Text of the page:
TransUnion studies risks related to credit card balance increases (NYSE:SYF)

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Consumers are reverting to pre-pandemic payment patterns, and while credit card delinquency rates overall are still lower than before the pandemic, Transunion (NYSE:TRU) said in a recent study it has identified early signs of when a credit card holder is running into trouble.

The study examined how early changes in payment behaviors can be identified in the weeks and months leading up to a first serious bankcard delinquency and whether risk levels could be differentiated based on changes in liquidity signals. It found that the deterioration of liquidity of those who eventually fell 90+ days behind occurred as soon as nine to 12 months before falling into severe delinquency.

During the height of the pandemic, credit card delinquency rates stayed unusually low as government relief programs helped consumers keep up with their bills. In addition, card issuers offered forbearance programs for cardholders who were affected by the pandemic. But those programs have since wound down. The only major moratorium still in effect is the pause on student loan payments, which is due to end on Dec. 31.

In August, card issuers delinquency and charge-off rates continued to slowly increase. Wall Street analysts have warned that the first signs of danger are likely to come from Bread Financial (NYSE:BFH) (formerly Alliance Data Systems) and Capital One Financial (NYSE:COF), both of which have a large exposure to low credit score consumers.

The TransUnion study tracked the liquidity situations of 5.9M consumers from Q3 2019 through Q4 2021 and split the population into two groups — consumers who stayed current throughout the study period (the control group) and those who fell more than 90 days past due on payments during some point in the analysis timeframe (the study group).Source: TransUnion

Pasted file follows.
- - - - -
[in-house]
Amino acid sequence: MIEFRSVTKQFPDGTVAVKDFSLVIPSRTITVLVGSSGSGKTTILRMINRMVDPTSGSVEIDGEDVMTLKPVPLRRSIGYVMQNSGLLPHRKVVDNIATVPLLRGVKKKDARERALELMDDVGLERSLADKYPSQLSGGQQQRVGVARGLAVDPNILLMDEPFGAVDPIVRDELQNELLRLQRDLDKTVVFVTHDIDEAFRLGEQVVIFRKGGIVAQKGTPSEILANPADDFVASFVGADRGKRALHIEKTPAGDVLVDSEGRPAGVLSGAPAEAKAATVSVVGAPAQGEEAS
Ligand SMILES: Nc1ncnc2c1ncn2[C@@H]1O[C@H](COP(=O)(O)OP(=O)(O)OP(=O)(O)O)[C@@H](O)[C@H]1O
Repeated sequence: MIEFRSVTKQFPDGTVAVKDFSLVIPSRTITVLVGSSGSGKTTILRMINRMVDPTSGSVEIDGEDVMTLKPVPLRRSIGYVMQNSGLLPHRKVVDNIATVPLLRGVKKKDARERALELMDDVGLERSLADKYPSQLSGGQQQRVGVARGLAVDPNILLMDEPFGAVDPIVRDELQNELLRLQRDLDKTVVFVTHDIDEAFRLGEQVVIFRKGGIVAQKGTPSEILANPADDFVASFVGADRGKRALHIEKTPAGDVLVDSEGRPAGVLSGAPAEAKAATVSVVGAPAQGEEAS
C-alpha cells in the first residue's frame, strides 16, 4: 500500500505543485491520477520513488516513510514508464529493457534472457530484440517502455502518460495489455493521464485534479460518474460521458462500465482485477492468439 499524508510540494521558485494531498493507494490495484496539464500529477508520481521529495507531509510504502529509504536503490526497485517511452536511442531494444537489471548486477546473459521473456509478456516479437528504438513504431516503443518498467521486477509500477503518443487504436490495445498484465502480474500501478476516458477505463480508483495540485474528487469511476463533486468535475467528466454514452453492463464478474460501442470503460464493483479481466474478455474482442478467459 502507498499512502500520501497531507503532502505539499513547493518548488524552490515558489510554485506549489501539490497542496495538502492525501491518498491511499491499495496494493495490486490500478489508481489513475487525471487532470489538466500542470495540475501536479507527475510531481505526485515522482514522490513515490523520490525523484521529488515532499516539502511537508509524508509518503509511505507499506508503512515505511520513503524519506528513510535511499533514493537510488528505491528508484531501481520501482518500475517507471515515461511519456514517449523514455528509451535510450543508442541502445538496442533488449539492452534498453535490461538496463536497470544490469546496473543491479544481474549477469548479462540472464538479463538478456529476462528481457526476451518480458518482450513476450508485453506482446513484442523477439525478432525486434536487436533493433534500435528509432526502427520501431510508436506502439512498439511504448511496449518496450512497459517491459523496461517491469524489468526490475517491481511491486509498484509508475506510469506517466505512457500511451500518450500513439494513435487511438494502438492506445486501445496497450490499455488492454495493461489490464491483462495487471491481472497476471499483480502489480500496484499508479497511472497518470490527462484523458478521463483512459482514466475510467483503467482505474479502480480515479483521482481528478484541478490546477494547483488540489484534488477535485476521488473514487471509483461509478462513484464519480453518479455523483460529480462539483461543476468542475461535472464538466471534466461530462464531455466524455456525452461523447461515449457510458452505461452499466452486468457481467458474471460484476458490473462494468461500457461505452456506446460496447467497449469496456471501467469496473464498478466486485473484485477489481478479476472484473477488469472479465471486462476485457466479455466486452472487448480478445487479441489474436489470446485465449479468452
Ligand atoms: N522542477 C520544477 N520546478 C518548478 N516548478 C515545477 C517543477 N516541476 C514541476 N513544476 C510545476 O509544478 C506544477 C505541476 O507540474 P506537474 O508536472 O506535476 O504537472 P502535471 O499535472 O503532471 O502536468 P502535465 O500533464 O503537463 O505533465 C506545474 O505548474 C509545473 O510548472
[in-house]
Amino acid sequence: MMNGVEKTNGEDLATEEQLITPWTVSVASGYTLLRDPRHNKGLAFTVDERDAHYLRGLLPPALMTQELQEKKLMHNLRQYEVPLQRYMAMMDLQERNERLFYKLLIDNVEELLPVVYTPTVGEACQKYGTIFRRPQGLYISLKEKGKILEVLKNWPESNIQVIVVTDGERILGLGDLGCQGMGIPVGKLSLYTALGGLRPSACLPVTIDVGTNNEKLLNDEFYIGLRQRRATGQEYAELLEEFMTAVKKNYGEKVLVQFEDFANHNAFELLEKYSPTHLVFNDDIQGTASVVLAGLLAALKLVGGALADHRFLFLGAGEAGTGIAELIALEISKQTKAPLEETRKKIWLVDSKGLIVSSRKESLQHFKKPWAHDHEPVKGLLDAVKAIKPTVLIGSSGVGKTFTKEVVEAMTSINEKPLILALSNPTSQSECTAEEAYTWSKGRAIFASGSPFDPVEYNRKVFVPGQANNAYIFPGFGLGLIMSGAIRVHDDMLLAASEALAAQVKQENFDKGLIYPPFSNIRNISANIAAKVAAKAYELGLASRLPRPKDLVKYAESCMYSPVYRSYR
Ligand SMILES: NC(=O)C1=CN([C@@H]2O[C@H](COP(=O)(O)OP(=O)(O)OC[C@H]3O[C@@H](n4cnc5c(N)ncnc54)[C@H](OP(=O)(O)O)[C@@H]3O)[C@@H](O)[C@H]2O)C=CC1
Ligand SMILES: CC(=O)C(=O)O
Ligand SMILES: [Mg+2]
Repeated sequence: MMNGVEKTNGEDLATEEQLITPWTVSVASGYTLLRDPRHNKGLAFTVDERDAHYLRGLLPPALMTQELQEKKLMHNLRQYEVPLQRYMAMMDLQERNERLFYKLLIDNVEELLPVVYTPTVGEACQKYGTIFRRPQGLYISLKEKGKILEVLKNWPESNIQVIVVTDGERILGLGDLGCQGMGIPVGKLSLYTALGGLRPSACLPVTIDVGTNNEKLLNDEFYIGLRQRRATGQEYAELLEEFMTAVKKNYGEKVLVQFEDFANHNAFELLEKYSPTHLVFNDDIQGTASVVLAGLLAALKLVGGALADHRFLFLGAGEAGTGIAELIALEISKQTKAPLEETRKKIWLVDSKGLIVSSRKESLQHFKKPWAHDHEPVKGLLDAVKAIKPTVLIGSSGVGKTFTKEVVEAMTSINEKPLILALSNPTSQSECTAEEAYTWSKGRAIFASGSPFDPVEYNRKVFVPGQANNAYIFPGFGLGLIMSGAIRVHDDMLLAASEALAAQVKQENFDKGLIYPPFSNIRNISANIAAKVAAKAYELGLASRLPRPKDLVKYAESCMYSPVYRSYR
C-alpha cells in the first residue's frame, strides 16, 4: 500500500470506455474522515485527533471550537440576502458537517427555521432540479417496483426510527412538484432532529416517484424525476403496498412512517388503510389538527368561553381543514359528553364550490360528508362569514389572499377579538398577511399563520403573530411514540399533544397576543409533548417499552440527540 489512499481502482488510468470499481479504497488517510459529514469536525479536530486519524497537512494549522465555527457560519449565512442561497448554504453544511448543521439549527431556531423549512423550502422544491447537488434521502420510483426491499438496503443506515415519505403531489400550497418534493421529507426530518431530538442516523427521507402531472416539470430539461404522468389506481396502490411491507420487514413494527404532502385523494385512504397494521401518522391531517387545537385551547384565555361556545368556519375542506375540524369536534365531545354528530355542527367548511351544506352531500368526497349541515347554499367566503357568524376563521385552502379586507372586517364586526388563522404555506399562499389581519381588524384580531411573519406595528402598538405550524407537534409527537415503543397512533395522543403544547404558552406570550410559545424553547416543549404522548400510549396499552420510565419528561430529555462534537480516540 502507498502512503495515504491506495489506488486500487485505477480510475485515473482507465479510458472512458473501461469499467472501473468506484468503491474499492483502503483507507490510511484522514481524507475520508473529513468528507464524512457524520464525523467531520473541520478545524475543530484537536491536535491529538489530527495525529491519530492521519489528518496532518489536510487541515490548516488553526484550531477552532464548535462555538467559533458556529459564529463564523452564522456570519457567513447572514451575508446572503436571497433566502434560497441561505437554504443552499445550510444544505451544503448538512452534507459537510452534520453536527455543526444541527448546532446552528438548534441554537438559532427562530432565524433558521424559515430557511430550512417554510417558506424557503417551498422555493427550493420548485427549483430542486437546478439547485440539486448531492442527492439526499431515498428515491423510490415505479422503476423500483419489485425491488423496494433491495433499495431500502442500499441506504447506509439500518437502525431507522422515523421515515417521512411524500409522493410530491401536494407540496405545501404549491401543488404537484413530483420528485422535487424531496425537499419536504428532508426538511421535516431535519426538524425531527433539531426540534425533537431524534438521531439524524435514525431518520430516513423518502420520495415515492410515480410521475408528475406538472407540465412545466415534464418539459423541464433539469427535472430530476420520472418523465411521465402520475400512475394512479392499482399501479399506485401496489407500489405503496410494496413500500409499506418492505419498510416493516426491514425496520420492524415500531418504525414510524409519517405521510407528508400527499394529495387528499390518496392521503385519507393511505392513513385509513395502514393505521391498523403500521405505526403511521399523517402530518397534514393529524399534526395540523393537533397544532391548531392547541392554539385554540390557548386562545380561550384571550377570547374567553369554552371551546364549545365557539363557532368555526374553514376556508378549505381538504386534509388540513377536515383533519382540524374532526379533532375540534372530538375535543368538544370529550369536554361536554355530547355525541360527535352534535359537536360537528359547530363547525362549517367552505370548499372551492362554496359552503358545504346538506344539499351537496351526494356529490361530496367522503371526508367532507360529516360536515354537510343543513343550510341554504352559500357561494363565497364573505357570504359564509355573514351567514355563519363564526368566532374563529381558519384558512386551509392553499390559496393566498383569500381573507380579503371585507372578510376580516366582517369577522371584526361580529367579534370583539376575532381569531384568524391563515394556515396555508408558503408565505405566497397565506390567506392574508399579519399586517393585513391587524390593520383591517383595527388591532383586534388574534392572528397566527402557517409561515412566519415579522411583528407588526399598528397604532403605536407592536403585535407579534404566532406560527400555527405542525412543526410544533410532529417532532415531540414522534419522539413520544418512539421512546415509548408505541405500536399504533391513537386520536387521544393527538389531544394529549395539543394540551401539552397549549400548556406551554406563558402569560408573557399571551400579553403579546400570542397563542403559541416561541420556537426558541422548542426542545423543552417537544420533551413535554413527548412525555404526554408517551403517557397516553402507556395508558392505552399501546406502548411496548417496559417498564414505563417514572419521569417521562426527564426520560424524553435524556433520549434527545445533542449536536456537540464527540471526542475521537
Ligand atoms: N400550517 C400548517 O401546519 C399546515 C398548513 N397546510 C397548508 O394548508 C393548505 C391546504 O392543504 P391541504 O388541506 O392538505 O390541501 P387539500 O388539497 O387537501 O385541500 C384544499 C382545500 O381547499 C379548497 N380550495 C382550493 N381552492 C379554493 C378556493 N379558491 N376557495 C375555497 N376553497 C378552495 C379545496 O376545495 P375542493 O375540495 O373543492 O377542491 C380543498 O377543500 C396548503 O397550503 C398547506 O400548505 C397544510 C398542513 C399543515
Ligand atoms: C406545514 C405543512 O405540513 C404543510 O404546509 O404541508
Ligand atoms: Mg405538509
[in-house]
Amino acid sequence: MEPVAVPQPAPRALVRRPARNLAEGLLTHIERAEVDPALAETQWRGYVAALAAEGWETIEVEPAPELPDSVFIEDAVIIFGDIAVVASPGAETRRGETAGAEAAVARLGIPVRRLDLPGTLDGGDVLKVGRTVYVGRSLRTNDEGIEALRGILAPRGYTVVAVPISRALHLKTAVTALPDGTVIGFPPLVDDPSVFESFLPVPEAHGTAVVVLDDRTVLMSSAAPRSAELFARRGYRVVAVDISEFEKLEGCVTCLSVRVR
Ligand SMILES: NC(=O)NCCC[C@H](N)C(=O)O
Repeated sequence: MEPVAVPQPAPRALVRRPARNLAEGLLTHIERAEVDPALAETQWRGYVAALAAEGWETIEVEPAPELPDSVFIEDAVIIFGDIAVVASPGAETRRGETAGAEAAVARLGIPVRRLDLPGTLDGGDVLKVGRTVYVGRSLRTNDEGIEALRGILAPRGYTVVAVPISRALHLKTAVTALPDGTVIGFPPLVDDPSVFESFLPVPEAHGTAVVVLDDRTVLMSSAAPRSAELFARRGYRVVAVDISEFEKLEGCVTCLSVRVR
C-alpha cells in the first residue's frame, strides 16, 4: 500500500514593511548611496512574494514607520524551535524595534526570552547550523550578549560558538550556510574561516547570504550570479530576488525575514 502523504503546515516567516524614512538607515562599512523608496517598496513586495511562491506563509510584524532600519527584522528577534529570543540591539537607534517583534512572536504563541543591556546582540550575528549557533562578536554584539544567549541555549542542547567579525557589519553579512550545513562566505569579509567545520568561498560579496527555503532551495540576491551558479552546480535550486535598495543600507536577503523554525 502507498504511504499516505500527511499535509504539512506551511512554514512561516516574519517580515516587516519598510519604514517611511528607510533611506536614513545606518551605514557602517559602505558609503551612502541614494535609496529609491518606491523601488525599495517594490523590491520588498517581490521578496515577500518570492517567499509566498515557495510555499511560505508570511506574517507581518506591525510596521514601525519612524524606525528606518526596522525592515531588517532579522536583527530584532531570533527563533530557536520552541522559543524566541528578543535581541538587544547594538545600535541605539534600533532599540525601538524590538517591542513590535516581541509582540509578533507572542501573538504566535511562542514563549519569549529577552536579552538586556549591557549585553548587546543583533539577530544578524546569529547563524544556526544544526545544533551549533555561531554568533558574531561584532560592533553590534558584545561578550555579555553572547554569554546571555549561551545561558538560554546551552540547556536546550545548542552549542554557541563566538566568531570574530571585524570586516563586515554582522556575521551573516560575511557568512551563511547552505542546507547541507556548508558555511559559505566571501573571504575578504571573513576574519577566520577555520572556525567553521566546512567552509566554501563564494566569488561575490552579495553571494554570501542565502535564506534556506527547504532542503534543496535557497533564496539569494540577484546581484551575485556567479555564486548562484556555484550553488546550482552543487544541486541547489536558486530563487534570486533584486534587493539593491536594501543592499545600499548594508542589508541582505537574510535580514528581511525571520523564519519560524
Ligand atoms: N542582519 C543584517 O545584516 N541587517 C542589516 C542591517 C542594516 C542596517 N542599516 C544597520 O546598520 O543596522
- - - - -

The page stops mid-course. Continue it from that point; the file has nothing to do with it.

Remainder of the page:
During the course of the study period, total credit card balances and total utilization remained relatively flat among the control group. And while consumers in the control group made larger payments to their card balances in relation to the minimum due, payments from those in the study group shrunk in size.

“Differentiating risk levels of bankcard consumers within each traditional credit tier can be especially important for lenders,” said Paul Siegfried, senior vice president and card and banking business leader at TransUnion (TRU). “By identifying these risk segments based on liquidity attributes, lenders can better evaluate their current account management strategies and credit line increase programs to grow low-risk consumers while mitigating loss from high-risk segments.”

In the past three years, of five pure-play credit card issuers, American Express (NYSE:AXP) stock rose the most, 22%, but still lagged the S&P 500’s 24% increase. Bread Financial (BFH) stock fared the worst, dropping 69%. Discover Financial (NYSE:DFS) stock rose 20% during the period, Capital One Financial (COF) rose 8.8% and Synchrony Financial (NYSE:SYF) fell 4.9%.

SA’s Quant system has a Strong Buy rating on Discover (DFS) and a Buy rating on Synchrony (SYF). AXP and COF are rated Hold, while Bread Financial (BFH) is rated Sell. See stats comparison here.

SA contributor Andrew Cournoyer explains why he’s not a buyer of Discover (DFS)

mphillips007/E+ via Getty Images Consumers are reverting to pre-pandemic payment patterns, and while credit card delinquency rates overall are still lower than before the pandemic, Transunion (NYSE:TRU) said in a recent study it has identified early signs of when a credit card holder is running into trouble. The study examined how early changes in payment…

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